This album is both an auspicious debut and a fine representative sampling of the compositional efforts of Ross Feller. Feller holds MM and DMA degrees from the University of Illinois Champaign/Urbana, that venerable rural Illinois institution which oversaw some of the most significant early developments in computer technology. More importantly for the present context it is has been the home of many important composers whose works have incorporated this technology directly or indirectly. Like similar centers in New York (Columbia-Princeton), Oakland (Mills College), Stanford (CNMAT), Berkeley (CCRMA) among others a distinctive musical thread developed in that rural outpost and it is this provenance that makes this recording of particular interest. Feller is also an editor at the Computer Music Journal and teaches at Kenyon College.Feller represents the current state of the art whose ancestry includes the likes of Lejaren Hiller and Salvatore Martirano, both major innovators in both music and technology. Martirano was one of his teachers and Martirano’s widow, the fine violinist Dorothy Martirano, performs on this recording. This writer had the pleasure of hearing the Martiranos in concert some years ago and can attest to the astounding quality of the work of this too little known composer. Judging by the works on this recording Feller appears to be a worthy successor.
Eight works are represented here ranging from solo to acoustic ensemble to electroacoustic works. The only thing missing is a purely electronic work and one hopes this will occur in a future release. Composition dates range from 1994 to 2008 though, properly speaking, the 1994 work was revised in 2006.
Triple Threat (1994, rev 2006) is a sort of mini concerto for three soloists (B flat clarinet, trumpet and violin) and an ensemble of nine. It is a sort of contemporary concerto grosso in that the soloists are more integrated into the overall texture of the piece. It is a taught, well organized composition whose technical aspects discussed in the composer’s very useful notes are beyond the scope of this review. What is well within the scope of this review is the fact that this is a marvelously engaging work in a sort of neo-mid century modernism sort of vein. The technical aspects which will no doubt entertain theorists function in service of the music and are not an end in themselves.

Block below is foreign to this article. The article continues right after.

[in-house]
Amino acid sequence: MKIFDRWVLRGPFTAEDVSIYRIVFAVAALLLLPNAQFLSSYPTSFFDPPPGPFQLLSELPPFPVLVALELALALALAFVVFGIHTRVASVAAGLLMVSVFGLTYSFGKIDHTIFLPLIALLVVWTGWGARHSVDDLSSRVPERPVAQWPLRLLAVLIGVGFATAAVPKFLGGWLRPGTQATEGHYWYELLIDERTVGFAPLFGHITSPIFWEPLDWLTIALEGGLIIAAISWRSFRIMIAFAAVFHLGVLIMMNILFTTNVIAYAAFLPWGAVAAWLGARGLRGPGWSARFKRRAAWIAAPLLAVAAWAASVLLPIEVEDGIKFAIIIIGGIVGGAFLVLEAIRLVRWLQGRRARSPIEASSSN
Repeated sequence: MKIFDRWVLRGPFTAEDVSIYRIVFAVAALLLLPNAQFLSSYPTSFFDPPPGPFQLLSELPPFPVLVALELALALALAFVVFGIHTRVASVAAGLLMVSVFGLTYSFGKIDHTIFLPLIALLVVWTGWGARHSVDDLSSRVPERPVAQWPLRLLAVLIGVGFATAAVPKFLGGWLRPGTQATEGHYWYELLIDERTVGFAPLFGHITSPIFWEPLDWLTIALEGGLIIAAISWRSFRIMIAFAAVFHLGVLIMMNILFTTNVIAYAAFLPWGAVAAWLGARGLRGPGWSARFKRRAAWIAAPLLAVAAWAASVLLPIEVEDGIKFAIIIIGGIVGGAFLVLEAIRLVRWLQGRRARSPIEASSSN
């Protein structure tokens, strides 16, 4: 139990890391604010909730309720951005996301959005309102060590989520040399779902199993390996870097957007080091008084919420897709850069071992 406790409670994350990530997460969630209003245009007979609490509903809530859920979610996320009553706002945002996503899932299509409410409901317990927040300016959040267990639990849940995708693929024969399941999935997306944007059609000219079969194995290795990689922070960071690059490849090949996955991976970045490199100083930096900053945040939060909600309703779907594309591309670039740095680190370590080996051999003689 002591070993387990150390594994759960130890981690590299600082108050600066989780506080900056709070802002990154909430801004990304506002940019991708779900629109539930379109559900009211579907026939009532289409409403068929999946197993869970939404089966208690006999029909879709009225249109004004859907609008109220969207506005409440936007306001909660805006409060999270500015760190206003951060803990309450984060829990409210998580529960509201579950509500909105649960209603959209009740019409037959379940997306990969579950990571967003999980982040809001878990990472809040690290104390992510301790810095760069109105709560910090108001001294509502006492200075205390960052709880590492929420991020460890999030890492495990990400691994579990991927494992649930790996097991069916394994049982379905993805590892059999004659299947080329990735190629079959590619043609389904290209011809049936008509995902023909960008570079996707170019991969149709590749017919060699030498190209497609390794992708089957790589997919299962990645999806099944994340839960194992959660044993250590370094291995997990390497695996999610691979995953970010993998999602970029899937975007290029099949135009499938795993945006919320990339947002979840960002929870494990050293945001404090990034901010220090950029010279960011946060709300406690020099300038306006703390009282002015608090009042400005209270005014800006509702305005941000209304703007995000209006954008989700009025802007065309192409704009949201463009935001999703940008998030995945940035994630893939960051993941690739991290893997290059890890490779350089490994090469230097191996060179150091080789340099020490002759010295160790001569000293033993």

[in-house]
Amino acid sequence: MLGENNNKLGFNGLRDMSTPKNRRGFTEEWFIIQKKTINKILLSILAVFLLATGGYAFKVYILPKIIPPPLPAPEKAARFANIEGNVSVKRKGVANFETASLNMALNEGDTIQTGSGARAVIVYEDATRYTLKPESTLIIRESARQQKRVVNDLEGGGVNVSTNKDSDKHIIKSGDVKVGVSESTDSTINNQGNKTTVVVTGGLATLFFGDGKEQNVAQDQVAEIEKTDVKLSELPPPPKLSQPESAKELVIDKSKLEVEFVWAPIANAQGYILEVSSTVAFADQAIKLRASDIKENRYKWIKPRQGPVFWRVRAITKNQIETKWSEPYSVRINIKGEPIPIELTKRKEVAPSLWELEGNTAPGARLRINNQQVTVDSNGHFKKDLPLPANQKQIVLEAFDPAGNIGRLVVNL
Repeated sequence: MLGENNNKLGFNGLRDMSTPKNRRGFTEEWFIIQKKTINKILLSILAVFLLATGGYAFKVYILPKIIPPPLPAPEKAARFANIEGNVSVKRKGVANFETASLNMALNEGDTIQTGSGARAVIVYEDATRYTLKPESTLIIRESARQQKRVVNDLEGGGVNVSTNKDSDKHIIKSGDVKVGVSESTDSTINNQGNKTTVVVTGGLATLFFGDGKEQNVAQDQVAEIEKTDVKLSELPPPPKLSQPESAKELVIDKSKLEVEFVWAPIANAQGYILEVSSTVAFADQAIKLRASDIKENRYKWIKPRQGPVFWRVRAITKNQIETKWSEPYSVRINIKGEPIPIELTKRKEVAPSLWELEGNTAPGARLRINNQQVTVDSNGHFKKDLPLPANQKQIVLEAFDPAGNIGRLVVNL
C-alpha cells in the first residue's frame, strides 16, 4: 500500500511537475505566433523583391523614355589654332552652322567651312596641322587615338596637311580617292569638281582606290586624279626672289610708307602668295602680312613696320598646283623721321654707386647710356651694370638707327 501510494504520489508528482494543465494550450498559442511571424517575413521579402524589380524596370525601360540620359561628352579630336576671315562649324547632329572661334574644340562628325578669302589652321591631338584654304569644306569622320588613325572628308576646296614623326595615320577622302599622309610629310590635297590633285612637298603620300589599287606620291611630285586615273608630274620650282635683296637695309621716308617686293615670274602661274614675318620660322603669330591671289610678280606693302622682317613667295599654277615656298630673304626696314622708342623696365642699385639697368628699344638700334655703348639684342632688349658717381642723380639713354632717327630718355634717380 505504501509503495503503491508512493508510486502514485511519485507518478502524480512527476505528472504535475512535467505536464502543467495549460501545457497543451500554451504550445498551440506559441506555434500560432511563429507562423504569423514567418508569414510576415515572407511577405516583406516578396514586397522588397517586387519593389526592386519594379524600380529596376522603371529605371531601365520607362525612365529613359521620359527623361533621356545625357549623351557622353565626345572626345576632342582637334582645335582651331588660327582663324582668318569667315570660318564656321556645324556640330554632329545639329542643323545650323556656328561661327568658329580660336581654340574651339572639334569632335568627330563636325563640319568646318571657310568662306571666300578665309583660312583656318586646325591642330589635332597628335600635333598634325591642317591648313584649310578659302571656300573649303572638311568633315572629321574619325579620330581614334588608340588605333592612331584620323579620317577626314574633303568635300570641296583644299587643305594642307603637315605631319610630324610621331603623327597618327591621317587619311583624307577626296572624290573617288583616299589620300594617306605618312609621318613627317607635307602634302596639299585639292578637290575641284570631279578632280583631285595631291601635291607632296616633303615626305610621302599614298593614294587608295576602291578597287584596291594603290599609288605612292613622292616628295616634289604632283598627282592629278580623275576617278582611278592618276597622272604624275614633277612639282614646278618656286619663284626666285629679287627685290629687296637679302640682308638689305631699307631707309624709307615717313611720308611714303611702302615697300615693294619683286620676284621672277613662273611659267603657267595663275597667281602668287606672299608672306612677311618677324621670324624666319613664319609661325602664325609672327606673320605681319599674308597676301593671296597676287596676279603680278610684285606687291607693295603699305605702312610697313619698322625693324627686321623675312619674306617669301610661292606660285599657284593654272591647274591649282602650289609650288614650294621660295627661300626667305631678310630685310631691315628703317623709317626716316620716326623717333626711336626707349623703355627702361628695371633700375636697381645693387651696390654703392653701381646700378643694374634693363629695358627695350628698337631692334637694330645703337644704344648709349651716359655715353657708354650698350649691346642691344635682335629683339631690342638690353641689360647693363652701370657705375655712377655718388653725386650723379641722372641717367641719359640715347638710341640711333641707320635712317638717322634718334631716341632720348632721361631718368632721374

Still Adrift (2013) is the first of three electroacoustic pieces on the disc. This is an intense and virtuosic essay ably handled by soloist Adam Tendler. It is obviously a very personal work evidenced both by its intimate focus and the composer’s own liner notes. One suspects, however, that something is lost without the visuals and immediacy of seeing a live performance. Nonetheless this piece easily stands on its own sonic merits.
Bypassing the Ogre (2006) is the first of two tracks for soloist without electronics. This is perhaps the most experimental of the pieces on this disc. It is essentially an etude focused on the soloist’s (Peter Evans) formidable improvisatory techniques on the trumpet. It reminds this reviewer at times of the more experimental work of the justly lauded West Coast composer Robert Erickson (1917-1997) whose work also pioneered developments in electroacoustic musics as well.
Disjecta (2006) for percussion ensemble is actually the most extended work here at 14’10”. It is sort of a catalog of Feller’s experiments with writing for percussion ensemble using playing techniques and naturally occurring (instead of electronically mediated) acoustic phenomena. The title comes from Samuel Beckett’s term which he applied to a collection of miscellany. This one requires close ,multiple listenings to grasp the composer’s intent but it appears to point the way to innovations in writing for percussion.
Sfumato (2006) for violin, bass clarinet and electroacoustic sound comes from the same apparently very productive year, 2006, as do three other tracks on this album. This is the second electroacoustic track here. As is often the case with electroacoustic compositions it is frequently difficult for the listener to determine whether the sounds heard are acoustic, electronic or some combination of the two without seeing a score or at least seeing the performance. What is important is the sound and the impact of the music. Again the music is engaging and satisfying.
Retracing (2009) for violin and electroacoustic sound is related to Still Adrift in that it incorporates gestures as well as textiles and dancers but stands on its sonic merits as a concert piece as well. This is a very intense essay beautifully handled by Dorothy Martirano. Even without the visuals there is much to engage the listener.
Glossolalia (2002) is the second of the two unaccompanied solo pieces here. This one is for cello. Unlike Bypassing the Ogre this piece seems to have impressionist leanings. It is certainly filled with a variety of techniques but the end result is a coherent musical narrative. It is abstract without an obvious narrative so the listener is free to apply their own impressions elicited by this very intense piece.
X/Winds (2008) for symphonic woodwind ensemble is the piece from which the album derives its title. Here we return to the rich orchestral palette of the opening track. Feller seems particularly strong in his ability to write meaningful and engaging music for large ensembles. It left this reviewer wanting more.
These are incredible performances by highly competent and creative musicians of music which is well served by these skills. Very engaging music very well performed and recorded.